To try and help consumers answer these questions, researchers from the University of Toronto, including Andrew Hilts, the Executive Director of Open Effect, have created a new program called Access My Info.
The online tool lets Canadian consumers ask the people behind the apps and sites they use what they know and who has access to the data.
Hilts explains: “It’s hard to know what to ask about your data without first knowing what is being collected about you.
“With Access My Info, you can spend a few minutes and create a custom-made letter that asks careful questions of your telco, your dating app, or your fitness tracker about how data is collected and used.”
These letters were written by policy experts working at the Citizen Lab at The University of Toronto, where the app was built, enabling consumers to ask the right things about where their information goes.
Although most apps and websites ask for their users to agree to a set of terms and conditions, in the majority of cases, people will just tick the “I agree” box to access the app as soon as possible, says Professor Ronald Deibert, Director of the Citizen Lab.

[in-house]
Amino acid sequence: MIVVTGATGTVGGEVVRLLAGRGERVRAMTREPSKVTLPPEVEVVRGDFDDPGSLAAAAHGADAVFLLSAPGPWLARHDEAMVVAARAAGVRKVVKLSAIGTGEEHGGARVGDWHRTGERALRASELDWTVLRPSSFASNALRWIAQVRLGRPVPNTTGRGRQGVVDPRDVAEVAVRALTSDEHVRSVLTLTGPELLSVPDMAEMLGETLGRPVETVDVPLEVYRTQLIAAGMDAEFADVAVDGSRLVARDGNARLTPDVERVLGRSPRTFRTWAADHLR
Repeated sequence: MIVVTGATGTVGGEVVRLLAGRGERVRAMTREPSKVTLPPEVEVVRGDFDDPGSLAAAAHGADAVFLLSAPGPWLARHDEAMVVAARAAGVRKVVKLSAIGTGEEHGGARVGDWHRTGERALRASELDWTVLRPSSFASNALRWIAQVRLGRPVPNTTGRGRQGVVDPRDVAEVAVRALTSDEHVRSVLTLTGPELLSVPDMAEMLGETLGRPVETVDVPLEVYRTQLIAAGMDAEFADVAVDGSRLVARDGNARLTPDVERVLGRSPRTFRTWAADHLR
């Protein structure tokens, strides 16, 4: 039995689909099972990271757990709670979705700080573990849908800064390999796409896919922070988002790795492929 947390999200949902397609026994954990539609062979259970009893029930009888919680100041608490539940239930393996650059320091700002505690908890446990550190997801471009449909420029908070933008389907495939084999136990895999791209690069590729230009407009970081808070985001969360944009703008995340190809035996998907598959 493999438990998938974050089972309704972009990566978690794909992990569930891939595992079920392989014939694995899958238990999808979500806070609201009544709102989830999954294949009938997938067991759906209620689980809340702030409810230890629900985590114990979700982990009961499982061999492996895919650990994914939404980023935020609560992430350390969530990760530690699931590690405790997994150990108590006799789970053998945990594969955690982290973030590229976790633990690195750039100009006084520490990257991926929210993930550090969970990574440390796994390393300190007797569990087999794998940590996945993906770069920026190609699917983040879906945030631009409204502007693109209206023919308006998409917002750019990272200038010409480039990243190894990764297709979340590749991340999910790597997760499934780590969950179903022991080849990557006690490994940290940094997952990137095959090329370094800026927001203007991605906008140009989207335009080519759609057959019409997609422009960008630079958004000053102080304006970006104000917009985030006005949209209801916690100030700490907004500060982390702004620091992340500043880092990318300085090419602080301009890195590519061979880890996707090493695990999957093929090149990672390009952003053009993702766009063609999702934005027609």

As a result, he feels there needs to be big changes amongst consumers around their attitudes to the information they give online, and how companies use it.
He said: “Access to information is a fundamental human right. Yet, research has shown most Internet users are either ignorant of, or apathetic about, the data they give away and what companies and governments do with it.
“When faced with lengthy and confusing terms of service, most users simply click ‘I agree’,” s
“It will not be easy to change this disposition, to cultivate a curious citizenry and a user base that takes stewardship over the data they entrust to companies and governments.”
“However, tools like Access My Info, in which consumers exercise their privacy rights to inquire how companies handle the data they collect on them, will help both bolster these rights and let companies and governments know we are watching.”
Access My Info is currently only available in Canada, and to find out more about the tool, please click here.